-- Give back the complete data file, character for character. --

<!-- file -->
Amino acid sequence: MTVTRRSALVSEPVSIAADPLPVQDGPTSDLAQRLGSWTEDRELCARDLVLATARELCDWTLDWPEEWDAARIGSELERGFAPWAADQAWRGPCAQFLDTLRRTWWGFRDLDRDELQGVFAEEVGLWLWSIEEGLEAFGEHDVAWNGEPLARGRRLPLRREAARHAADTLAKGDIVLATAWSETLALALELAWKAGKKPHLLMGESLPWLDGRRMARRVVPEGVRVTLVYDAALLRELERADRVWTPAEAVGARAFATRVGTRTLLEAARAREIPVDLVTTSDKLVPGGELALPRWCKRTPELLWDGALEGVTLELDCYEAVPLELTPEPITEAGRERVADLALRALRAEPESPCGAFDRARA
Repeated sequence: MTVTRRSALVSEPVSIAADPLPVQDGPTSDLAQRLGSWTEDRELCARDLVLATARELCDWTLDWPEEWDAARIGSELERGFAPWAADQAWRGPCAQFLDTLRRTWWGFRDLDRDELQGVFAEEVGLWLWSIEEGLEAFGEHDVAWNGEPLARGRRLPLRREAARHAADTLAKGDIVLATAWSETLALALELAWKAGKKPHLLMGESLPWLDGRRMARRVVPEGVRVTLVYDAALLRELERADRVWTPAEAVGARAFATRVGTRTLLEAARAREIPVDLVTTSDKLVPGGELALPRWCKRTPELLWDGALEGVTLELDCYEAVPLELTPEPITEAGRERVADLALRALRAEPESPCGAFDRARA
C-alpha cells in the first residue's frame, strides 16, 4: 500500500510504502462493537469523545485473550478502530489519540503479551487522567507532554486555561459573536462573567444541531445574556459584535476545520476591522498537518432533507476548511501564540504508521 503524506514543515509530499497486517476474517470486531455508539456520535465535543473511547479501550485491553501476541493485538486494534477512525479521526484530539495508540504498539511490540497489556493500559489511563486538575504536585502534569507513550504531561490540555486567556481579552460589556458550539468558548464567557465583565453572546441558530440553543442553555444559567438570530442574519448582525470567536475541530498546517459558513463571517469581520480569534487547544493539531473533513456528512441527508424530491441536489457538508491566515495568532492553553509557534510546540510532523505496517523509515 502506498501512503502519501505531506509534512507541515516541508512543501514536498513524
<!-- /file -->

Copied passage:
Amino acid sequence: MTVTRRSALVSEPVSIAADPLPVQDGPTSDLAQRLGSWTEDRELCARDLVLATARELCDWTLDWPEEWDAARIGSELERGFAPWAADQAWRGPCAQFLDTLRRTWWGFRDLDRDELQGVFAEEVGLWLWSIEEGLEAFGEHDVAWNGEPLARGRRLPLRREAARHAADTLAKGDIVLATAWSETLALALELAWKAGKKPHLLMGESLPWLDGRRMARRVVPEGVRVTLVYDAALLRELERADRVWTPAEAVGARAFATRVGTRTLLEAARAREIPVDLVTTSDKLVPGGELALPRWCKRTPELLWDGALEGVTLELDCYEAVPLELTPEPITEAGRERVADLALRALRAEPESPCGAFDRARA
Repeated sequence: MTVTRRSALVSEPVSIAADPLPVQDGPTSDLAQRLGSWTEDRELCARDLVLATARELCDWTLDWPEEWDAARIGSELERGFAPWAADQAWRGPCAQFLDTLRRTWWGFRDLDRDELQGVFAEEVGLWLWSIEEGLEAFGEHDVAWNGEPLARGRRLPLRREAARHAADTLAKGDIVLATAWSETLALALELAWKAGKKPHLLMGESLPWLDGRRMARRVVPEGVRVTLVYDAALLRELERADRVWTPAEAVGARAFATRVGTRTLLEAARAREIPVDLVTTSDKLVPGGELALPRWCKRTPELLWDGALEGVTLELDCYEAVPLELTPEPITEAGRERVADLALRALRAEPESPCGAFDRARA
C-alpha cells in the first residue's frame, strides 16, 4: 500500500510504502462493537469523545485473550478502530489519540503479551487522567507532554486555561459573536462573567444541531445574556459584535476545520476591522498537518432533507476548511501564540504508521 503524506514543515509530499497486517476474517470486531455508539456520535465535543473511547479501550485491553501476541493485538486494534477512525479521526484530539495508540504498539511490540497489556493500559489511563486538575504536585502534569507513550504531561490540555486567556481579552460589556458550539468558548464567557465583565453572546441558530440553543442553555444559567438570530442574519448582525470567536475541530498546517459558513463571517469581520480569534487547544493539531473533513456528512441527508424530491441536489457538508491566515495568532492553553509557534510546540510532523505496517523509515 502506498501512503502519501505531506509534512507541515516541508512543501514536498513524